Collection highlights

THE VAČE SITULA

Its quality design and craftsmanship in figurative representations make the situla – a situla is a decorated bucket-shaped vessel – from Vače near Litija one of the finest artefacts of situla art. It is even more important that it was crafted by a skilled local artisan. It is exceptional for its excellent preservation.
 
It was placed in the grave of a wealthy warrior, together with his helmet, two spears, battle-axe, a bracelet and a military belt. Only the skull of the young warrior's skeleton has been preserved to this day. In the Iron Age, young warriors had a special role and the most distinguished became the leaders of their communities
 
This famous situla which was crafted in the Iron Age is decorated with three horizontal bands – friezes, showing human and animal figures. The scenes that read in a sort of comic book sequence of events tell the story of the important acts and events from the noble's life. Situlas were supposed to have been used as ritual vessels to serve beverages.
 
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BOUNDARY STONE

Founded in 818 BC, Aquileia was the oldest city whose administrative territories extended to the territory of modern-day Slovenia, and the town of Emona (today’s Ljubljana) was established in the second decade AD at the latest. Comparison with other Roman boundary stones suggests that both towns shared an equal legal status and they both belonged to the same administrative unit, in this case Italy and not Illyricum, or, later, the Pannonia province. 
The boundary stone was discovered in the bed of the Ljubljanica River below Bevke. On the boundary, it was fixed about one metre deep in the earth next to the river bank. The upper part, 30 cm high and smoothly polished, of the boundary has three inscriptions: FINIS (delimitating line) on the upper panel, and AQVILEIENSIVM ([territory] of Aquileia) and EMONENSIVM ([territory] of Emona) on either side. 
 
 
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IMPERIAL STONE INSCRIPTION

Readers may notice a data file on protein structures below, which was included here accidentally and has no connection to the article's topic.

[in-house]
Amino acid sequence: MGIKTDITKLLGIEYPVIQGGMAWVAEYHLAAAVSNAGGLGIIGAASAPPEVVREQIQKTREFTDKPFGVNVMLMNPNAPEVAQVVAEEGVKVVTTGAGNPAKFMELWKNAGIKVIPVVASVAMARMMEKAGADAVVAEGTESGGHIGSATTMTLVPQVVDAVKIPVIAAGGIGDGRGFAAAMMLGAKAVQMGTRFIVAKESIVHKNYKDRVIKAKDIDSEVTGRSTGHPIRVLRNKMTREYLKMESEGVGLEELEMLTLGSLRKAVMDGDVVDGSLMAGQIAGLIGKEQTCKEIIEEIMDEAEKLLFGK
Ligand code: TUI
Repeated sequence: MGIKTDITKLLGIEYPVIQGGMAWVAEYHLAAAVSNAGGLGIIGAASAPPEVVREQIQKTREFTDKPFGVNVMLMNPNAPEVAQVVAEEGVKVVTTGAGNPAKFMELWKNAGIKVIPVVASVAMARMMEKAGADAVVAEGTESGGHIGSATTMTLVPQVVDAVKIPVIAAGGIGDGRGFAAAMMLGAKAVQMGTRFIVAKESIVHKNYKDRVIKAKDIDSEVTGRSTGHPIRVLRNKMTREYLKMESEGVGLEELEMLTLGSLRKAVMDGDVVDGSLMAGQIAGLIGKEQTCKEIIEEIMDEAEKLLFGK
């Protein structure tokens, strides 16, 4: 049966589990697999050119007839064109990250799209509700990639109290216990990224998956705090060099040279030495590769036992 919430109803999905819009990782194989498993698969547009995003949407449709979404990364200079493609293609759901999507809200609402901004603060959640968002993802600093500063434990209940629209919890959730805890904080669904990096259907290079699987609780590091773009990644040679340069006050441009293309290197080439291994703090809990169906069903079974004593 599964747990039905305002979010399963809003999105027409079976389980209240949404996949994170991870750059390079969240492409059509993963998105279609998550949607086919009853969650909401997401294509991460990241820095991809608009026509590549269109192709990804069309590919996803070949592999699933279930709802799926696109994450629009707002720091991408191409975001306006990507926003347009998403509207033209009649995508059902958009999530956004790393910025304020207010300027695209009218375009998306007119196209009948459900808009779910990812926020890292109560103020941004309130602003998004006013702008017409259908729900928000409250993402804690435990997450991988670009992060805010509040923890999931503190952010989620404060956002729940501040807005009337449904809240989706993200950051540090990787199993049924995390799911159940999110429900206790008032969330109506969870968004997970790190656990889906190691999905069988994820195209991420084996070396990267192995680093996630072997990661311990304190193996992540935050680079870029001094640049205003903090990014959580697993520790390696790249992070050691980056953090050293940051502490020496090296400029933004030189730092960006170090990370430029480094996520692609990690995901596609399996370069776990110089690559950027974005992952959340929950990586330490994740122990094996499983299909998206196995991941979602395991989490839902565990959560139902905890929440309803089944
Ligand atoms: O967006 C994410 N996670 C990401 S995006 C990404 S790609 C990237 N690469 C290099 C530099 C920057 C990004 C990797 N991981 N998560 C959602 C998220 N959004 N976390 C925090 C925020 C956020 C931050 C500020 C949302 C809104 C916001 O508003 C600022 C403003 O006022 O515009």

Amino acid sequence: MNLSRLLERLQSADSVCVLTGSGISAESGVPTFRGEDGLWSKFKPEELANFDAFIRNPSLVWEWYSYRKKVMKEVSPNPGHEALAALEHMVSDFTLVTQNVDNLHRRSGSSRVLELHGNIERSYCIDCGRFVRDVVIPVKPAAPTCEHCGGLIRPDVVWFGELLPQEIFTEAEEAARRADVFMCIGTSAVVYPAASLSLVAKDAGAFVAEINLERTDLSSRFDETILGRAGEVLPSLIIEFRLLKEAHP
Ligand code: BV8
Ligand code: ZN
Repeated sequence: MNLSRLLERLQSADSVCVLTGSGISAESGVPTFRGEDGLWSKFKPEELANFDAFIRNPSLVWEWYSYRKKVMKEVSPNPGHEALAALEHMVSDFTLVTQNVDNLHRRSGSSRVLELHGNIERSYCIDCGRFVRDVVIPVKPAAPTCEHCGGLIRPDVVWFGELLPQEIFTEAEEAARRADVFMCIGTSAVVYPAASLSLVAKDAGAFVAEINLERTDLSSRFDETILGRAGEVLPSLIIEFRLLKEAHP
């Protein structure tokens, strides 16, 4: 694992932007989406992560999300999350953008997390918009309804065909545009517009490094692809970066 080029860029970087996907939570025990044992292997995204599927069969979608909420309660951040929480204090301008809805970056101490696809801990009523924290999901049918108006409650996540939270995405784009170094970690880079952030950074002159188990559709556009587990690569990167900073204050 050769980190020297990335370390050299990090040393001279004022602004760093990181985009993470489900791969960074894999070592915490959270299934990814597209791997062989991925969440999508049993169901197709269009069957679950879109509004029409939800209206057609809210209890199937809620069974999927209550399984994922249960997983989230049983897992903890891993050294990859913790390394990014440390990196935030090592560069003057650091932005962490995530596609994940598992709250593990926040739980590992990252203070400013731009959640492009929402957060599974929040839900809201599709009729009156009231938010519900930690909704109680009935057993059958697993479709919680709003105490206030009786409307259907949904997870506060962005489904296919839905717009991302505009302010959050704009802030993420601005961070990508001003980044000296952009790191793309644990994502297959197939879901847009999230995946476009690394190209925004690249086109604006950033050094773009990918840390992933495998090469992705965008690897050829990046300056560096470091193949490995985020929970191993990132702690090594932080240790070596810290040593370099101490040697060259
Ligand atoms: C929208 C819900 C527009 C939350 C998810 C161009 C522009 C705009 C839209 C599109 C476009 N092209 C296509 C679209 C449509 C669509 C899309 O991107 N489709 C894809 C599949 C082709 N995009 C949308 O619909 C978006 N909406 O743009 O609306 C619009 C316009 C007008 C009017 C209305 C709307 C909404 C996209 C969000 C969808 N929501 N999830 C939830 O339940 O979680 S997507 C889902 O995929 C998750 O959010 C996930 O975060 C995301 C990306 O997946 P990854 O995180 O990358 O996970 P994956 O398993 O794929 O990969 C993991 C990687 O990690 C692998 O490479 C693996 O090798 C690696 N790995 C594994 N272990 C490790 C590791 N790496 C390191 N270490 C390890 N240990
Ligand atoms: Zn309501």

The fragments of a marble plaque with a Latin inscription suggest that the first Roman Emperor Augustus and his successor Tiberius ordered the erection of a public building, perhaps a walled fortification in the city, and a plaque was fixed on this structure. The inscription most likely has to do with the construction of the Roman colony of Emona, though an older Roman settlement had been established about half a century before.
 
The inscription on the plaque reads in English as follows: 
 
Imperator Caesar Augustus, son of the divine (Julius) the high priest, 
thirteenth consul, twenty-first Emperor, in the thirty-seventh year of authority as tribune,
father of his country (and) Tiberius Caesar Augustus, son of divine Augustus, 
second consul, sixth Emperor, in the sixteenth year of authority as tribune – 
had given to (the city) [the walls with towers].
 
At the permanent exhibition, you can see the reconstruction of the stone inscription in its full size.
 
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EMONA CITIZEN – A GILDED BRONZE ROMAN STATUE FROM EMONA

A gilded bronze portrait statue, known locally as "Emona Citizen", is the only preserved monument with a statue on a column that was erected for a civilian – i.e., not a member of the imperial family – in the entire territory of the Roman Empire. Only three column monuments from the Imperial Age have been preserved, but they are all dedicated to Emperors.
 
The Emona Citizen is a 145 cm high statue, slightly less than life size, of a young man of the Trajan period wearing a toga – a typical male garment of ancient Rome that could only be worn by free citizens. The entire column monument, composed of the column, capital and statue, was about five metres high and captured the attention of a traveller approaching Emona from the direction of Trojane (Latin: Atrans) from far away.
 
The original statue of the Emona Citizen can be seen at the Lapidarium of the National Museum of Slovenia, while the full-size reconstruction of the funerary monument's column is part of the permanent exhibition.
 
Here you can watch a short documentary on the famous statue. 
 
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IVORY DOLLS

These dolls are extremely rare examples of preserved ivory dolls from the Roman period. Their material and exquisite workmanship made them valuable even at the time they were made. They were placed in the tomb of a girl from a wealthy Emona family. These jointed figurines (movable shoulder, elbow, hip and knee joints) were most likely crafted in Rome itself and painted with vivid colours. The main indication as to the time they were made and used is their hairstyle, the hair combed back behind the ears and reaching the shoulders in the back.  
 
Much the same as today, the girls from the Roman period played with similar less valuable dolls made from terracotta, bones, wood, and wax. When they got married, girls gave their toys to deities thus they can only rarely be found in graves.
 
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